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Navy athletic director addresses events surrounding firing, rehiring of football assistant Ivin Jasper

Navy athletic director Chet Gladchuk (left) and head coach Ken Niumatalolo have engaged in many discussions over the years about the direction of the Navy football program and said "our dialogue has always been constructive, has always been well intended and has always been in the best interests of the program."
Navy athletic director Chet Gladchuk (left) and head coach Ken Niumatalolo have engaged in many discussions over the years about the direction of the Navy football program and said "our dialogue has always been constructive, has always been well intended and has always been in the best interests of the program."

On Thursday, athletic director Chet Gladchuk gave a frank assessment of the events that have dominated the conversation surrounding the Navy football program this week.

Gladchuk talked honestly about what happened following Saturday’s 23-3 loss to Air Force when he fired offensive coordinator Ivin Jasper in the locker room.

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During an interview with the Sing Second Sports podcast, Gladchuk spoke about his actions in the wake of watching an offensive performance that saw Navy amass only 68 total yards and six first downs. The Midshipmen managed just 36 rushing yards and went three-and-out on eight of 12 possessions.

“I did feel as though we fell short Saturday of the expectations, which were such that we would put things together and come out and be highly competitive,” Gladchuk said. “When we fall short and don’t meet those expectations, it brings some concern.”

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Gladchuk went into the locker room and listened to head coach Ken Niumatalolo address the players and staff. As usual following a tough loss, the 14th-year mentor was “always consoling, always positive and always encouraging,” Gladchuk said.

Gladchuk acknowledged that he then went into the coaches locker room and asked two other assistants to step out so he could speak privately to Jasper.

“Ivin and I had a conversation — it was brief but nevertheless it was direct and man-to-man. What I said to Ivin was straight up,” Gladchuk said. “I felt compelled as the director of athletics to address it in a way that was clear and concise.”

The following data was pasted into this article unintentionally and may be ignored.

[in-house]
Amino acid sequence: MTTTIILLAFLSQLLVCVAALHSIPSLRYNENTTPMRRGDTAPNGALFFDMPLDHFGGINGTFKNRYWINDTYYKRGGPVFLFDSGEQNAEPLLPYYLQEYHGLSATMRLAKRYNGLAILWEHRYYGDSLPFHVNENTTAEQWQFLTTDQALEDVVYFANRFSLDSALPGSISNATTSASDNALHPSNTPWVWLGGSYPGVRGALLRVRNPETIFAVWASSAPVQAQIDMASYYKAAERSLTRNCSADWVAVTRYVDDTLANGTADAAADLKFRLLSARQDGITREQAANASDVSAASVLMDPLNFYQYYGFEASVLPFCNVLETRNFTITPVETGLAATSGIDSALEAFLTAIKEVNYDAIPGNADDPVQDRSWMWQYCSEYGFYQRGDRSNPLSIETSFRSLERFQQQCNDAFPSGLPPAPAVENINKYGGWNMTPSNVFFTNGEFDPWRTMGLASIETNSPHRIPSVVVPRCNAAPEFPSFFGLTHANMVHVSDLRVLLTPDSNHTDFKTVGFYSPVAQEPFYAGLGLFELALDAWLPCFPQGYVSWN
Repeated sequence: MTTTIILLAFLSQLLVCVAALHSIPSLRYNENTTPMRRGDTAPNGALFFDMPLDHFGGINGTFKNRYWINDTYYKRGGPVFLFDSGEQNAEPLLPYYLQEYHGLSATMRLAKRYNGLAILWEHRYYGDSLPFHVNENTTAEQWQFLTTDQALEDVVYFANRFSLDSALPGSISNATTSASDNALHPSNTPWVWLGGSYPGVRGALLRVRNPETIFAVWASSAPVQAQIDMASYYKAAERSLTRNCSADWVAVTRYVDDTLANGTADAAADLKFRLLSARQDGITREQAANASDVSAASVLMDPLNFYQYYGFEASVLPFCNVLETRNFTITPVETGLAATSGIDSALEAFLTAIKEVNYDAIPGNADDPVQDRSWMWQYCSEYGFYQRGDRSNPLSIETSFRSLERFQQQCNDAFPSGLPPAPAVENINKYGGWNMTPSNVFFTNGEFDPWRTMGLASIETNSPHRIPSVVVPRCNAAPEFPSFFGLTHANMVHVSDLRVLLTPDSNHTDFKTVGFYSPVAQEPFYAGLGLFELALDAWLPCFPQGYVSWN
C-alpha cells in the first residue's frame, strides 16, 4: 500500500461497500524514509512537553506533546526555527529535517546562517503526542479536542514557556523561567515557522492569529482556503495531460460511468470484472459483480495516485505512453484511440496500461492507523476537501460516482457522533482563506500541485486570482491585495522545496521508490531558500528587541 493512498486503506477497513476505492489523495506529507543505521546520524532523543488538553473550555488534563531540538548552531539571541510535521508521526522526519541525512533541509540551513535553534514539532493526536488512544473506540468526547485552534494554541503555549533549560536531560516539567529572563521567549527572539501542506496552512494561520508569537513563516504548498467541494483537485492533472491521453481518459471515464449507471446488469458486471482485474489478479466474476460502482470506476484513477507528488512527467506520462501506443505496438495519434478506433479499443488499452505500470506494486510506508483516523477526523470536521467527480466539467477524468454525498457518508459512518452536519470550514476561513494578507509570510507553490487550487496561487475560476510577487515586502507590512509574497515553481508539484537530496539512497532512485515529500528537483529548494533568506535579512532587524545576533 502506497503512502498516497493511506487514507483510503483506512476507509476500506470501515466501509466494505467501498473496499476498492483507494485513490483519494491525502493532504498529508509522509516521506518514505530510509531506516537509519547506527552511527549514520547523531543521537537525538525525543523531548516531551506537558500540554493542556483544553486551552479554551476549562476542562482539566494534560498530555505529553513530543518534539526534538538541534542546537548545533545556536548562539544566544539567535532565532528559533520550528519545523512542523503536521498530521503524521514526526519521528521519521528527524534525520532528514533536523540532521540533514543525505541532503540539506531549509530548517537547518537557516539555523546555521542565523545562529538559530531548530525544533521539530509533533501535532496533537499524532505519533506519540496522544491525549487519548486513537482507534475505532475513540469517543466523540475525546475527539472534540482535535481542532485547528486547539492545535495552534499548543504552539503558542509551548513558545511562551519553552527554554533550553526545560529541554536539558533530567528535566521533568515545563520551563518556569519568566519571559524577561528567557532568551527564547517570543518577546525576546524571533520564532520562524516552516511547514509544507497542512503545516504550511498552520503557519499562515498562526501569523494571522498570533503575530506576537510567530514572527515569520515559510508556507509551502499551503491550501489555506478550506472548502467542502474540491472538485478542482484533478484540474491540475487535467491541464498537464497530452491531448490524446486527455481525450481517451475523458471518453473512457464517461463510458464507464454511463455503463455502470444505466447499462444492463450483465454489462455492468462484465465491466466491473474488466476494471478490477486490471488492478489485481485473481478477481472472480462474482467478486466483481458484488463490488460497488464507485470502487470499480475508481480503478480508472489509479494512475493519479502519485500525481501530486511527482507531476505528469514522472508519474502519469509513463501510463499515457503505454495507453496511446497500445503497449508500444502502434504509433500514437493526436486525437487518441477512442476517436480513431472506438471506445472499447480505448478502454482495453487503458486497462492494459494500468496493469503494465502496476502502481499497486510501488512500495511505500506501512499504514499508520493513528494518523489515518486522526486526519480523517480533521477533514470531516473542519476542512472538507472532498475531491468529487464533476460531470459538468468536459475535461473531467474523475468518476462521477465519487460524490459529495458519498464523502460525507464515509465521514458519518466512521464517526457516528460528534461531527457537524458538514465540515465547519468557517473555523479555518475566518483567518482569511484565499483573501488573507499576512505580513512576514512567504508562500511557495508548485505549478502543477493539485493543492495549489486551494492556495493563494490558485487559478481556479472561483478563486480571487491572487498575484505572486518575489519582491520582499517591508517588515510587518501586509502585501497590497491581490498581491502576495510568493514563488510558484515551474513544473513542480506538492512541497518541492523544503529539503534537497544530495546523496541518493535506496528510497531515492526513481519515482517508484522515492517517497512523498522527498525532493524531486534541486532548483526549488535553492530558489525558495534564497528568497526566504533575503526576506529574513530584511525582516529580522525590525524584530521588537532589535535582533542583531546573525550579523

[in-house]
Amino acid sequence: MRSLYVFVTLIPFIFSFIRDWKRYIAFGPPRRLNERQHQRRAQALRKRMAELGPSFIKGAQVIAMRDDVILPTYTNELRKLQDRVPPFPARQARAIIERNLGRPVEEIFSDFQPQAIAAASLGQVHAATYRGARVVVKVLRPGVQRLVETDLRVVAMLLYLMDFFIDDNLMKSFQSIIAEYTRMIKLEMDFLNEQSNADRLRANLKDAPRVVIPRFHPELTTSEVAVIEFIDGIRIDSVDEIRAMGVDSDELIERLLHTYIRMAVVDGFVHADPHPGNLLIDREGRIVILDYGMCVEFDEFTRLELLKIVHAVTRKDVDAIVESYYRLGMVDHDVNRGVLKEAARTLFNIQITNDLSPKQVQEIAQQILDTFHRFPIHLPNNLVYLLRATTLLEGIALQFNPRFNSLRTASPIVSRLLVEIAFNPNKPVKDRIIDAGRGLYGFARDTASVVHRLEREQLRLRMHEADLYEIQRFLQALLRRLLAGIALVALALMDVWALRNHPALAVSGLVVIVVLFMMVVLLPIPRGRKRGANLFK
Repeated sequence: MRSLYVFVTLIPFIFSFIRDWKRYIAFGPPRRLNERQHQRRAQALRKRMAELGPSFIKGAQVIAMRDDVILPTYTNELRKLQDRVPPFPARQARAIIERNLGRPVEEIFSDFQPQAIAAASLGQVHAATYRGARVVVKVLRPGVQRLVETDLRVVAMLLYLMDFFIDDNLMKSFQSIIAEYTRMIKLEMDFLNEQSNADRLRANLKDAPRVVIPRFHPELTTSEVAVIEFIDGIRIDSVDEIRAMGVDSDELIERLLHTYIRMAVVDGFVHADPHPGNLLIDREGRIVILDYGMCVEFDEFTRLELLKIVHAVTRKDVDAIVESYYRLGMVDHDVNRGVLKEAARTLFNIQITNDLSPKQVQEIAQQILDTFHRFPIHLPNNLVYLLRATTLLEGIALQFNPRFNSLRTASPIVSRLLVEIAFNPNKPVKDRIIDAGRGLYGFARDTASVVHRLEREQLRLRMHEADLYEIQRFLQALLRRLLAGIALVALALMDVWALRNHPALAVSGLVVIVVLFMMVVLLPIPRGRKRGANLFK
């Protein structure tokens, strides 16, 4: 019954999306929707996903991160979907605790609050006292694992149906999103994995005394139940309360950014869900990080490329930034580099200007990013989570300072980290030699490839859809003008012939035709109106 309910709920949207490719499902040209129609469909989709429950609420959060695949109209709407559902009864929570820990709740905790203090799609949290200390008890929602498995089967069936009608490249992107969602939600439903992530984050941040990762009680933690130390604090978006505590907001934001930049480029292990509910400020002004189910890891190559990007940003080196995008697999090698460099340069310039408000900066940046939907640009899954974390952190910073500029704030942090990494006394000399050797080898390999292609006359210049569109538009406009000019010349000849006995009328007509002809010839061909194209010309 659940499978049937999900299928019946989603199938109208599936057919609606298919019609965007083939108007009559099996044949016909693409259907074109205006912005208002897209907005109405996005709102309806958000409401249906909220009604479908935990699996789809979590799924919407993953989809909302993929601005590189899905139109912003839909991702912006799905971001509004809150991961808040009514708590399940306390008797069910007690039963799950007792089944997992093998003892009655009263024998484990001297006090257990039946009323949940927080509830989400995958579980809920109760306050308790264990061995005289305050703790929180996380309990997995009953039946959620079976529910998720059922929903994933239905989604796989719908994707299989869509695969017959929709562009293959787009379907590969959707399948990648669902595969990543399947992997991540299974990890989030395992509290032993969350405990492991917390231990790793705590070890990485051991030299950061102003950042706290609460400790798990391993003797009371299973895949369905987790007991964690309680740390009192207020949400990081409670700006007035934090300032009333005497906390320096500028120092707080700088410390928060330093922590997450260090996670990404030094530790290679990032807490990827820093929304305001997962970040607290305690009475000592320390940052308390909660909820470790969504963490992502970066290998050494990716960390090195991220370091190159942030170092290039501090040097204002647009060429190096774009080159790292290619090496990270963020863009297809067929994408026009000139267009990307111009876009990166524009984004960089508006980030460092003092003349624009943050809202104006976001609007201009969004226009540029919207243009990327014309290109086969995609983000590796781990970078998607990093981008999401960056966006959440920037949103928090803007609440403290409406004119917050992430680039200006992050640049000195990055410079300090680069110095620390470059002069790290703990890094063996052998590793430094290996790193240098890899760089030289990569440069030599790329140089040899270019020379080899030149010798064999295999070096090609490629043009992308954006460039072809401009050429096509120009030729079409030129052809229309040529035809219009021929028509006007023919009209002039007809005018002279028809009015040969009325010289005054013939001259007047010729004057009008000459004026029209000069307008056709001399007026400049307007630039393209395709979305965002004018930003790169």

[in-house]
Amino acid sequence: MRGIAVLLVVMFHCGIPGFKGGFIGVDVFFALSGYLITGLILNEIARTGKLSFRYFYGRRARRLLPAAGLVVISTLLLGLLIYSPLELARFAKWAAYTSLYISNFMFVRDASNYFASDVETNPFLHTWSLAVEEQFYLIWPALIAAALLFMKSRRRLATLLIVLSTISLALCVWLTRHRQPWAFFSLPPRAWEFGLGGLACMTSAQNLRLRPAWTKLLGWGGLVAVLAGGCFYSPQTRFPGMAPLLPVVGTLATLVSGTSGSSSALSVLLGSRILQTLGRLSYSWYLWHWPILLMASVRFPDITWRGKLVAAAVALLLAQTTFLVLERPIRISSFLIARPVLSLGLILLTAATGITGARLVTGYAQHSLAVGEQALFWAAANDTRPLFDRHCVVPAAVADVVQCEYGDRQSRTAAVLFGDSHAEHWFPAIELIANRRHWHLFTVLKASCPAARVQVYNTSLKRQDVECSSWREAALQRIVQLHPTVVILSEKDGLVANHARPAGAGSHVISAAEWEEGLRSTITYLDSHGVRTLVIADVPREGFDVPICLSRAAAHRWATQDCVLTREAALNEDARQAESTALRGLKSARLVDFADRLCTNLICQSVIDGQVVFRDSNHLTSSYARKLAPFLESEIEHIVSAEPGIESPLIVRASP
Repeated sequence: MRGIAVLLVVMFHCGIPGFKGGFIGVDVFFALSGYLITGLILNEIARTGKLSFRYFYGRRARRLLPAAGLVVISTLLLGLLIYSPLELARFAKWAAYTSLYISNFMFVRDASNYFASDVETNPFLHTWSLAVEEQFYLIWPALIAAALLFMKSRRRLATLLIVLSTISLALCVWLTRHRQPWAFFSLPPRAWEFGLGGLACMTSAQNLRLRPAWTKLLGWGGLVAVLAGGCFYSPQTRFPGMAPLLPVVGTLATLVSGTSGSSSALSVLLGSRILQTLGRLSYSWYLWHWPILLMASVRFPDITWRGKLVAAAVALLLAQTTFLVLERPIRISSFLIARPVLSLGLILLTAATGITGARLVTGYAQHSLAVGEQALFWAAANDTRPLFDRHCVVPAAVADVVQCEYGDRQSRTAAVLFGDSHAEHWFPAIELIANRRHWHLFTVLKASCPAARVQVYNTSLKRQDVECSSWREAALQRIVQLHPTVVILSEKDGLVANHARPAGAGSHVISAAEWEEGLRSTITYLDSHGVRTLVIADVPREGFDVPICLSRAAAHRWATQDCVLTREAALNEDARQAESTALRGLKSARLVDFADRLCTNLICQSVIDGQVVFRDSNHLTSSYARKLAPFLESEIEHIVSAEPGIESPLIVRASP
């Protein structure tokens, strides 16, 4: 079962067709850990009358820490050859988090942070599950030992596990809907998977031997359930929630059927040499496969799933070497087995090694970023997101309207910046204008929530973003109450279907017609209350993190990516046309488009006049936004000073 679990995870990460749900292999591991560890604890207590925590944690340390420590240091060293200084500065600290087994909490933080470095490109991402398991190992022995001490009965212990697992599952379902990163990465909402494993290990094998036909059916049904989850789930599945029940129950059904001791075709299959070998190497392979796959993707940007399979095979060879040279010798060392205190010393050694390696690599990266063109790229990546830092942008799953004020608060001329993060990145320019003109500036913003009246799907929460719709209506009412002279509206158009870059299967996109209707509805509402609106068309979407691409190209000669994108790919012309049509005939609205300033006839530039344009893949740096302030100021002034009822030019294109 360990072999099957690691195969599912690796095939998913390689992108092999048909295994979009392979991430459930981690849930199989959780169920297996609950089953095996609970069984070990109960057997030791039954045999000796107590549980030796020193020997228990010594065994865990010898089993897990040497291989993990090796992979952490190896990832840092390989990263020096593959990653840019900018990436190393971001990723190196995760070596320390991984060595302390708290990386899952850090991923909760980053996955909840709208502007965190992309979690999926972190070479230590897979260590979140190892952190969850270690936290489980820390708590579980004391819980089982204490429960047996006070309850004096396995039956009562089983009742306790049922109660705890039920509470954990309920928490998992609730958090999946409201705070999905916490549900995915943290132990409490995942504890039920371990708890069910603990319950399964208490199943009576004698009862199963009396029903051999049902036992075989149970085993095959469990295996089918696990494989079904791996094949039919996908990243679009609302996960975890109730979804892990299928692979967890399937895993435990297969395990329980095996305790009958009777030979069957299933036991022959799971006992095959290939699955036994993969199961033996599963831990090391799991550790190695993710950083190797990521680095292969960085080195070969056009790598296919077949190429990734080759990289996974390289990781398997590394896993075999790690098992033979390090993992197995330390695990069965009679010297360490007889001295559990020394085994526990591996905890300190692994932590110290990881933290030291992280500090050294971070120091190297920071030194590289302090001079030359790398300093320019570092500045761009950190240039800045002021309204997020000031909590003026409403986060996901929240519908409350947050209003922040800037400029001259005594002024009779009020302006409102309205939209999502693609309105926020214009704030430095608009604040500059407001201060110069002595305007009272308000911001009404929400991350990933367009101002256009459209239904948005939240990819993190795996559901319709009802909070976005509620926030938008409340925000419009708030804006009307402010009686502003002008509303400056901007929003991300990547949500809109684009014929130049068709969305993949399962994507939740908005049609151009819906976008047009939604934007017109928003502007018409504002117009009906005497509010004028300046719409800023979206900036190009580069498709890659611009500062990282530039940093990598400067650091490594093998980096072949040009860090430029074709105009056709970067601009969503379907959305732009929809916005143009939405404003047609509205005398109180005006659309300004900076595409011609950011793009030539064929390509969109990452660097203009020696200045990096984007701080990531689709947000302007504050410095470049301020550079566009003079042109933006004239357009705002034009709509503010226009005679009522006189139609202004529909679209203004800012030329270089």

However, Gladchuk said he maintained an open mind and was willing to discuss the situation further with Niumatalolo. He said the two men have engaged in many discussions about the direction of the football program over the years and this situation was no different.

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“I think if you talk to Coach Niumat, he will say that our dialogue has always been constructive, has always been well intended and has always been in the best interests of the program,” Gladchuk said.

Niumatalolo and Gladchuk talked at length on Sunday afternoon and again on Monday morning. Niumatalolo said Monday he told Gladchuk the Navy football program was stronger with Jasper as a member of the coaching staff.

Niumatalolo particularly stressed the importance of having someone knowledgeable about triple-option football to groom sophomores Tai Lavatai and Xavier Arline. Jasper is in his 20th season as quarterbacks coach and 14th season as offensive coordinator at Navy.

“Typical of Coach Niumat, he brings a very rationale perspective,” Gladchuk said. “After we discussed it, I agreed with him that Ivin is really important to our program, has been and continues to be a role model in many respects.”

Gladchuk noted Jasper’s two decades with the program and the critical role he’s played in Navy’s success over the years. Jasper has been responsible for tutoring every quarterback of the current triple-option era and was the primary play-caller for numerous seasons in which the Midshipmen led the nation in rushing and set school records for offensive output.

“In the context of business, it makes sense that the development of our young quarterbacks is critical in many respects to our advancement,” Gladchuk said. “I want Ivin part of the program, and I want him to help develop our offense as he has.”

While Jasper was reinstated as Navy quarterbacks coach on Monday, he no longer holds the title of offensive coordinator and Gladchuk has urged Niumatalolo to seek the input of the other six offensive assistants.